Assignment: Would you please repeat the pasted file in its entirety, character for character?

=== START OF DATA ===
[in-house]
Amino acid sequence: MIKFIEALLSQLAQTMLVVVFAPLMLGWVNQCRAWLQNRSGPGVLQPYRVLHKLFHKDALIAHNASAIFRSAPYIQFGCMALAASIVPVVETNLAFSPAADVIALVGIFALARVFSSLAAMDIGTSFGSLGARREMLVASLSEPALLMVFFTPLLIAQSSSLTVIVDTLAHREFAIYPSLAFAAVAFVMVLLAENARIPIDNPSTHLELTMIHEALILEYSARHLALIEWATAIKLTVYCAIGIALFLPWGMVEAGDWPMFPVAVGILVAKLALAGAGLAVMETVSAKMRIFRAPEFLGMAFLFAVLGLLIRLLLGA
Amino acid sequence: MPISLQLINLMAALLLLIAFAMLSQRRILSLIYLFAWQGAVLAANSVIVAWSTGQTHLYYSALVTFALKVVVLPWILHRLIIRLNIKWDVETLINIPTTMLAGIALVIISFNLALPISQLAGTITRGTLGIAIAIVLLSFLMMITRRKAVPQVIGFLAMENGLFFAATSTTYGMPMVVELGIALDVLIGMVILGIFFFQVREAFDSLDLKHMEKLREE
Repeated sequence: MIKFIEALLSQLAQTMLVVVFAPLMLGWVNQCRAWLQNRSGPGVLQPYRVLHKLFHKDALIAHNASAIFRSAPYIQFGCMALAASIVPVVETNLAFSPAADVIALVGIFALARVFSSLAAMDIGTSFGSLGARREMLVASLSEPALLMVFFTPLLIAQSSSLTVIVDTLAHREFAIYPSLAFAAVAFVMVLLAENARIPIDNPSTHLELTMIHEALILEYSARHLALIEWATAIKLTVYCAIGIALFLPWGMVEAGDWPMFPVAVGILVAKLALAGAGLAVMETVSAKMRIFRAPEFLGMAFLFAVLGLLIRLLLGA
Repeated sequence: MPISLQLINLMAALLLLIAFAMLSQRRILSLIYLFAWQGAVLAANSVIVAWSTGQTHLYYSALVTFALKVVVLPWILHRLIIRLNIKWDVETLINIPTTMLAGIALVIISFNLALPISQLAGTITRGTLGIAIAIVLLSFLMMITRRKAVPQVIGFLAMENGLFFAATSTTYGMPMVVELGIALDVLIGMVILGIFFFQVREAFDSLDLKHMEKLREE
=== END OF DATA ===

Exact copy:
[in-house]
Amino acid sequence: MIKFIEALLSQLAQTMLVVVFAPLMLGWVNQCRAWLQNRSGPGVLQPYRVLHKLFHKDALIAHNASAIFRSAPYIQFGCMALAASIVPVVETNLAFSPAADVIALVGIFALARVFSSLAAMDIGTSFGSLGARREMLVASLSEPALLMVFFTPLLIAQSSSLTVIVDTLAHREFAIYPSLAFAAVAFVMVLLAENARIPIDNPSTHLELTMIHEALILEYSARHLALIEWATAIKLTVYCAIGIALFLPWGMVEAGDWPMFPVAVGILVAKLALAGAGLAVMETVSAKMRIFRAPEFLGMAFLFAVLGLLIRLLLGA
Amino acid sequence: MPISLQLINLMAALLLLIAFAMLSQRRILSLIYLFAWQGAVLAANSVIVAWSTGQTHLYYSALVTFALKVVVLPWILHRLIIRLNIKWDVETLINIPTTMLAGIALVIISFNLALPISQLAGTITRGTLGIAIAIVLLSFLMMITRRKAVPQVIGFLAMENGLFFAATSTTYGMPMVVELGIALDVLIGMVILGIFFFQVREAFDSLDLKHMEKLREE
Repeated sequence: MIKFIEALLSQLAQTMLVVVFAPLMLGWVNQCRAWLQNRSGPGVLQPYRVLHKLFHKDALIAHNASAIFRSAPYIQFGCMALAASIVPVVETNLAFSPAADVIALVGIFALARVFSSLAAMDIGTSFGSLGARREMLVASLSEPALLMVFFTPLLIAQSSSLTVIVDTLAHREFAIYPSLAFAAVAFVMVLLAENARIPIDNPSTHLELTMIHEALILEYSARHLALIEWATAIKLTVYCAIGIALFLPWGMVEAGDWPMFPVAVGILVAKLALAGAGLAVMETVSAKMRIFRAPEFLGMAFLFAVLGLLIRLLLGA
Repeated sequence: MPISLQLINLMAALLLLIAFAMLSQRRILSLIYLFAWQGAVLAANSVIVAWSTGQTHLYYSALVTFALKVVVLPWILHRLIIRLNIKWDVETLINIPTTMLAGIALVIISFNLALPISQLAGTITRGTLGIAIAIVLLSFLMMITRRKAVPQVIGFLAMENGLFFAATSTTYGMPMVVELGIALDVLIGMVILGIFFFQVREAFDSLDLKHMEKLREE